Nonoko Yoshida ‎– Lotus

Label:
Nonoya ‎– 001
Format:
CD, Album
Country:
Released:
Genre:
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Tracklist

1 Take The F Train
2 Desert Island
3 Taka 14
4 Lotus (Improvisation)
5 Uru-kas
6 Excerpt From 15 Lunatics (For My Mother)
7 East River

Credits

Notes

https://twitter.com/nonokoyoshida

Reviews

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DowntownMusicGallery

DowntownMusicGallery

January 5, 2016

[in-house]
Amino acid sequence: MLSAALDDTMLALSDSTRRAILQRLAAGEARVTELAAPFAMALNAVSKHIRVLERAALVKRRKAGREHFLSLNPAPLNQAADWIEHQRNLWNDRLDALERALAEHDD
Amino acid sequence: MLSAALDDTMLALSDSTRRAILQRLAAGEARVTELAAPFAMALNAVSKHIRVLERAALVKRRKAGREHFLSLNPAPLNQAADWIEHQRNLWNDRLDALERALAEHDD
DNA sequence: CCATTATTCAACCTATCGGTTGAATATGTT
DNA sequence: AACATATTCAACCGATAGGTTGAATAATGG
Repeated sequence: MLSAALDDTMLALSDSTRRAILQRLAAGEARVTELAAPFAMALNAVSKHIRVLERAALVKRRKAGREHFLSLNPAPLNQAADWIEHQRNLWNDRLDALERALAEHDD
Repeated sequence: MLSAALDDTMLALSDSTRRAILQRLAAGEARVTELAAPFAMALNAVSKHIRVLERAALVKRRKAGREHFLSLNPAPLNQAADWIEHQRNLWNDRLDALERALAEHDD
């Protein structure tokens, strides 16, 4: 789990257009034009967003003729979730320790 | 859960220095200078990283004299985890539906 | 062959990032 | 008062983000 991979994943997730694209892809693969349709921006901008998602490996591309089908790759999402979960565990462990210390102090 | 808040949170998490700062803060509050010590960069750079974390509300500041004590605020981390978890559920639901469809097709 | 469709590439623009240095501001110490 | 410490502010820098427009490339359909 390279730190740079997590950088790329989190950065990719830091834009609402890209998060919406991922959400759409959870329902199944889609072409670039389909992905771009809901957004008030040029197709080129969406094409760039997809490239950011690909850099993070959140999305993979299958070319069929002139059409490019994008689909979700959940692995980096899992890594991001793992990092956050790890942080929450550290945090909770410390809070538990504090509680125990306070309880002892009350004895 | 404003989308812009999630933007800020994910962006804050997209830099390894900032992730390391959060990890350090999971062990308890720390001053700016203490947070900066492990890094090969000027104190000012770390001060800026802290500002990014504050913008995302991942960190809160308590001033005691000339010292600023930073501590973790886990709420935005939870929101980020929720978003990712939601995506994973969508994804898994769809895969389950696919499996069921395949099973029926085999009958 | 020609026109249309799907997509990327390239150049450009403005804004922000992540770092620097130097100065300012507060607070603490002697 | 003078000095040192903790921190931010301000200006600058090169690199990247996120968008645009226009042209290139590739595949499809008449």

Featuring Nonoko Toshida on solo alto sax. Ms. Yoshida had been growing in leaps and bounds since moving here nearly a decade ago. On every disc she is on, her playing keeps getting stronger and more focused. Starting with Super Seaweed Sex Scandal, two great discs by Pet Bottle Ningen on Tzadik and last year's under-recognized gem: PAK with Ron Anderson and Tatsuya Yoshida (no relation), and now this, her first solo effort. Nonoko played here at DMG recently both in duo and a solo, both super fine. We could tell that she has been working on solo performances since her playing was so focused. "Lotus" is Nonoko's first solo offering and holy sh*t, it is amazing! It is a mixture of studio and live recordings, a strong blend. Starting with "Take the F Train", Nonoko explodes with several layers of tight, intense overdubbed lines. Incredible! You can tell that Ms. Yoshida put a great deal of time into this disc as the pieces are well-worked out. On "Desert Island", there are several layers of saxes, harmonized in a most charming way with a superb, poignant solo emerging on top. I dig the way Nonoko takes certain phases and repeats them, slowly twisting and turning the melodies inside-out in a most compelling way. Some of Ms. Yoshida's melodies have a sort of folky or traditional sound, although I am note so sure what tradition that is. "Taka 14" actually sounds like the World Sax Quartet jamming with John Zorn on top, no easy feat I assure you. Solo sax discs are not as rare as they used to be although making one that is as successful and diverse as this one is an impressive one. Ms. Yoshida has studied with Ned Rothenberg and is obviously influenced of some of the extended techniques of John Zorn. Some of her solos takes these sounds/ideas and twist them into her own shapes and forms. Some solo sax efforts are too extreme for certain listeners but this one is very well-balanced and more diverse than one might imagine. A modest masterwork from one of Downtown's best new voices on sax! - Bruce Lee Gallanter, DMG